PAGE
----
Diabetic foot

Someone who has had diabetes over a long period of time can develop foot problems because of poor blood flow to feet and nerve damages.

People with diabetes are more likely to be admitted to hospital with a foot ulcer than with any other complications of diabetes. This is because diabetes leads to poor circulation and reduced sensation in the feet.

  • People with diabetes should learn how to examine their own feet and how to detect the early signs and symptoms of diabetic foot problems.
  • They should also learn what all precautions can be done at home, when to call the doctor and if a problem has become serious enough they should seek emergency treatment.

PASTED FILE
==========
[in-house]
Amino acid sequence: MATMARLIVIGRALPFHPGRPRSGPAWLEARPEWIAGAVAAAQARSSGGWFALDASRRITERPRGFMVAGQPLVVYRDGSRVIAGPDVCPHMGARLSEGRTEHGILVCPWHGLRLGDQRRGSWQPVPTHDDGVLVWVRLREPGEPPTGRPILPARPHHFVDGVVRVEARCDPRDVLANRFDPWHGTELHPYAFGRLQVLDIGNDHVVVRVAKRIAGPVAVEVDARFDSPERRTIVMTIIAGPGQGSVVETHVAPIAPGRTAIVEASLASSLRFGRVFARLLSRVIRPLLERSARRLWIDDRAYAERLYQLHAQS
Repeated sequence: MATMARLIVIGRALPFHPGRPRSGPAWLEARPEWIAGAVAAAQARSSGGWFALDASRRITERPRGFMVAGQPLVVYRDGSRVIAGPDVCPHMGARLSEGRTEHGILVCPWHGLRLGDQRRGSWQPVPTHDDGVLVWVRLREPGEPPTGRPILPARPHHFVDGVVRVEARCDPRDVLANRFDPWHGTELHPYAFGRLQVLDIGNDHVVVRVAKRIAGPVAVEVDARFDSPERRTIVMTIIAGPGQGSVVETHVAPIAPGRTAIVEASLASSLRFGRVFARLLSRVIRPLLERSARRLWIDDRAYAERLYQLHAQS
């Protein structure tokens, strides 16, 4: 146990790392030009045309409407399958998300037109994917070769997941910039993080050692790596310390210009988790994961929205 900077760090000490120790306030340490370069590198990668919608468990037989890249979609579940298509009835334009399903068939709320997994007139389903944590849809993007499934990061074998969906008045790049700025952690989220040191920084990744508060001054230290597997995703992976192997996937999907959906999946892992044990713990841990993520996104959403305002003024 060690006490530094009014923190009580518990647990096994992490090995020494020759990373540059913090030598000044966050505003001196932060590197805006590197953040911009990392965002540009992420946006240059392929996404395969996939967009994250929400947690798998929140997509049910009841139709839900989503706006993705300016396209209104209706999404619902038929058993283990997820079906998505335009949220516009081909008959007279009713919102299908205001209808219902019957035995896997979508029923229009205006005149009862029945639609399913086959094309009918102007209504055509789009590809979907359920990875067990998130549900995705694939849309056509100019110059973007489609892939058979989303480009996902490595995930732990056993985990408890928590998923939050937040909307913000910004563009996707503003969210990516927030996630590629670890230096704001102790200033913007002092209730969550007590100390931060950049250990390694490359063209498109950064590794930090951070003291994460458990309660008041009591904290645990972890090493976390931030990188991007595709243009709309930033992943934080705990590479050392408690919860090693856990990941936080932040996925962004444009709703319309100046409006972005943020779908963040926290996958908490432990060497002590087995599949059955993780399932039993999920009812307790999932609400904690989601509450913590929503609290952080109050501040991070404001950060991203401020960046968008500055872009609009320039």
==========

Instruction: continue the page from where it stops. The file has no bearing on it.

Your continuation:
Common foot problems are

  • Corns and calluses
  • Blisters
  • Ingrown toenails
  • Hammertoes
  • Bunion
  • Athlete's foot
  • Dry and cracked skin

To prevent foot problems, wear comfortable shoes that fit properly and keep your toenails trimmed to the shape of the toe. Exercises, which increases blood flow to the feet, can also help keep feet healthy.

Smoking can increase the risk of foot problems or make them worse.

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